Sunday, March 13, 2016

Photographers: Andre Kertesz, Lewis Hine August Sanders and Nadar

One of my favorite type of book is collections of photographers.  Not just any type of photographer, mind you, but the ones that recorded every day people in both ordinary and dramatic life situations.  Sometimes this is a family sitting at the dinner table or children playing on the sidewalk.  Other times its men and women in war time.  The photographers' works I'm reviewing here documented the lives of ordinary people, nothing exciting or adventurous but poignant in the same way one feels about Vermeer's painting of a maid pouring a pitcher.
Lewis Hine (1974-1940) photographed people with a serious purpose.  He wanted to motivate the viewer toward social reform.  He took many now famous photos of children laboring in factories that helped created labor laws prohibiting children from work. 

Now I'm going to put myself on a limb and be called a bad person.  While I am glad that there are laws protecting children from exploitation and indeed all people from slave labor wages, the issue was not so cut and dry.

Many families needed every consumer of food in their house working so there would be enough food for everyone. The evil practices by share croppers that purposely caused people to work themselves into debt needed to be abolished and those plantation owners needed to go to jail. 

 But at the same time, safe, viable wages needed to be provided for families.  Many families desperately needed everyone to work to afford basic life necessities. When laws were implemented that prevented children under the age of fourteen to work, many families found that their life became more harsh, not less because fewer wages meant less food for everyone.

I'm not advocating child labor, I'm only pointing out that sometimes things aren't so simple.  Children today certainly aren't in the same kind of danger, working with machinery or in a deprived environment but are their lives less busy, going to before-school daycare, school for eight hours, after-school daycare, then whatever sports or activities they're enrolled in, homework, going to bed exhausted, seeing their parents for only a couple of hours a day?

And history shows that while new immigrant families lived under these hard conditions, their children did not continue in them.  They were able to better themselves, get a good education and achieve professional careers-in only one generation.  This was before the welfare state created the deplorable cycle of generational poverty that is now afflicting our country.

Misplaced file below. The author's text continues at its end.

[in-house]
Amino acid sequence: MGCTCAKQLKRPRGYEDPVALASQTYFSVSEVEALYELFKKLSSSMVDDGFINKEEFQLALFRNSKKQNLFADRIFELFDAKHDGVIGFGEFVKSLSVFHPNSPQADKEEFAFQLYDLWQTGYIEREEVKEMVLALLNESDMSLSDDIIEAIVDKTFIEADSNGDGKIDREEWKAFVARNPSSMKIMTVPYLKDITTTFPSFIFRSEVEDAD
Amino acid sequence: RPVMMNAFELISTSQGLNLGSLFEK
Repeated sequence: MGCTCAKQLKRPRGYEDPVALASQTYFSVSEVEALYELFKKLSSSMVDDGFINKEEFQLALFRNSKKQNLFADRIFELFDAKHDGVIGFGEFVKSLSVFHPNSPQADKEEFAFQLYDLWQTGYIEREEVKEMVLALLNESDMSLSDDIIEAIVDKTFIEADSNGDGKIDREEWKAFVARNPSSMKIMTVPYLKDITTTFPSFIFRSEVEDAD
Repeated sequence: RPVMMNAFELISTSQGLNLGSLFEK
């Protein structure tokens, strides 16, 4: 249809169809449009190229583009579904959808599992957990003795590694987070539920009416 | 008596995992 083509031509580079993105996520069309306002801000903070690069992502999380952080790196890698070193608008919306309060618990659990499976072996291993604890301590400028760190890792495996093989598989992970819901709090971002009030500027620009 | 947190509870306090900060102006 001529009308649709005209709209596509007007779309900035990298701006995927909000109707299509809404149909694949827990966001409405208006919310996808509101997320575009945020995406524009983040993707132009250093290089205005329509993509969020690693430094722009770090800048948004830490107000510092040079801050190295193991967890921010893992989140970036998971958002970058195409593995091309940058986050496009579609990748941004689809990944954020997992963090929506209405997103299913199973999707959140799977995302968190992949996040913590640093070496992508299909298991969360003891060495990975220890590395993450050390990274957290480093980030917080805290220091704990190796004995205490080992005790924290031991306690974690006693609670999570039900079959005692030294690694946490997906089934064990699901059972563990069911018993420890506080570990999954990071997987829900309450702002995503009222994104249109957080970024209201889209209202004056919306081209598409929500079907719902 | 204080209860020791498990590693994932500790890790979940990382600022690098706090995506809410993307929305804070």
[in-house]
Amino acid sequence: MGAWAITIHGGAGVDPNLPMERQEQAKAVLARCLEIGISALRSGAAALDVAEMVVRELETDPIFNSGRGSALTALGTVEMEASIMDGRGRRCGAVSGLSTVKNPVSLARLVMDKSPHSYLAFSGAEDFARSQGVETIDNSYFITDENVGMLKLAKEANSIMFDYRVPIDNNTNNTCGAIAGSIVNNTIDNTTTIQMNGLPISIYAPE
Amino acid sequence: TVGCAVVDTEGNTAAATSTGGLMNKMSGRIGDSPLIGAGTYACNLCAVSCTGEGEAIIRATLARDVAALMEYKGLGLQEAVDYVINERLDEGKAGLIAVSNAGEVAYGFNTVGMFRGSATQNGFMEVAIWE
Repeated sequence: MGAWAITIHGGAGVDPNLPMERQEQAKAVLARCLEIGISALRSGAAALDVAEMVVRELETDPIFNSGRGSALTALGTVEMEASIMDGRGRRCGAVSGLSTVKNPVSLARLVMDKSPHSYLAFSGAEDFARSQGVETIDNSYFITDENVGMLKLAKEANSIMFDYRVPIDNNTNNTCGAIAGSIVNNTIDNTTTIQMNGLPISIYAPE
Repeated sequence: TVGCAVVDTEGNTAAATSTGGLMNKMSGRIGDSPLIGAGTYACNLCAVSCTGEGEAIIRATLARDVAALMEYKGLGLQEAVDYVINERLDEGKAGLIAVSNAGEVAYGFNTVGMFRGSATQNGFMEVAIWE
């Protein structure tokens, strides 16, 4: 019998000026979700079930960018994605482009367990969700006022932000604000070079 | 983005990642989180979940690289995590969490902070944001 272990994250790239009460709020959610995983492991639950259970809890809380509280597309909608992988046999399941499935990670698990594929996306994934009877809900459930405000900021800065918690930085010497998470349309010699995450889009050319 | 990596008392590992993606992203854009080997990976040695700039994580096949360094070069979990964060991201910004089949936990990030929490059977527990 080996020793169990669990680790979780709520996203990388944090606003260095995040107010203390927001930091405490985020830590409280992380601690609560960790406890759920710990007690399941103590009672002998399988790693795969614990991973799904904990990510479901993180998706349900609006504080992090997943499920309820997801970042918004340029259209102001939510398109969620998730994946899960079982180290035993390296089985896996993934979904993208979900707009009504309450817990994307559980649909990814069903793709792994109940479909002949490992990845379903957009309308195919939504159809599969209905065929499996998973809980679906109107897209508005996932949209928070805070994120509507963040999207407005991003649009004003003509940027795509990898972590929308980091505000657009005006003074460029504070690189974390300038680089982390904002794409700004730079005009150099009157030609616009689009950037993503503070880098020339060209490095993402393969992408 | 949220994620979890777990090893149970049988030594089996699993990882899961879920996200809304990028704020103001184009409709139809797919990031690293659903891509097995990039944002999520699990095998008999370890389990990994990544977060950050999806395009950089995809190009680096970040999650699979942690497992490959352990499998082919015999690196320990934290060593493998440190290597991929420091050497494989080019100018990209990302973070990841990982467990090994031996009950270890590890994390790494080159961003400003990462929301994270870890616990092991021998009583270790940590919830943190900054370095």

As Hines saw living conditions improve over the years he moved on to document war torn Europe.

 August Sander (1876-1964)  photographed people in his native Germany from every walk of life between the World Wars.  Because he saw how drastically his world changed after WWI, he realized that he wanted to preserve it in some way before it changed again.  His photos include school teachers, butchers, children, artists and soldiers, rich, poor and middle class.  He succeeded in encapsulating a period of time that no longer exists.,204,203,200_.jpg
The book I own is titled, Emblems of the Passing World which not only has Sander's photos but poems by Adam Kirsch that he wrote based on the inspiration he received from each photo.  

I personally did not find Kirsch's poetry that effective because I am more interested in who those people really were and not a reality that someone one hundred years later fabricated for them.
Nadar (Gaspard-Félix Tournachon, 1820-1910) was a French photographer as well as journalist and caricaturist of the 19th century.  His photos are mostly portraits of the prominent people of his day:  Victor Hugo, George Sanders, Gustave Dore, Eugene Delacroix as well as poets, artists, writers, inventors etc.. that were famous then but not so well-known now.  Aside from the few people who I recognized, I didn't find his work as interesting.
The greatest number of books I own is by Andre Kertesz (1894-1980).  Kertesz took many photographs of village people, soldiers and animals in his home country of Hungary before moving to Paris in 1925.  There he documented not only people but buildings and public scenes.  He became known for his unorthodox angles and subject matter.

Being Jewish, he left Europe with the onset of WWII and immigrated to the United States.  He and his wife spent their remaining years in New York city where he photographed the buildings and city life.

When his wife died after forty years of marriage he sank into a depression but found his purpose again through a Polaroid camera that somehow became his grief therapy.  Although his reputation had diminished over the years he had a final burst of creativity and success with his Polaroid works.
Naturally, my favorite book of his is a collection of his photos of people reading.

Is there a particular type of photography anyone else enjoys?


Brian Joseph said...

This books look so appealing . I wish that I knew more about photography. I is truly an art form.

You raise some good points about child labor laws. Almost everything that society does has both positive and negative consequences.

Sharon Wilfong said...

Hi Brian! Yes, I'm certainly not an advocate of child exploitation but I just refuse to take the accepted view of something without further exploring the issue.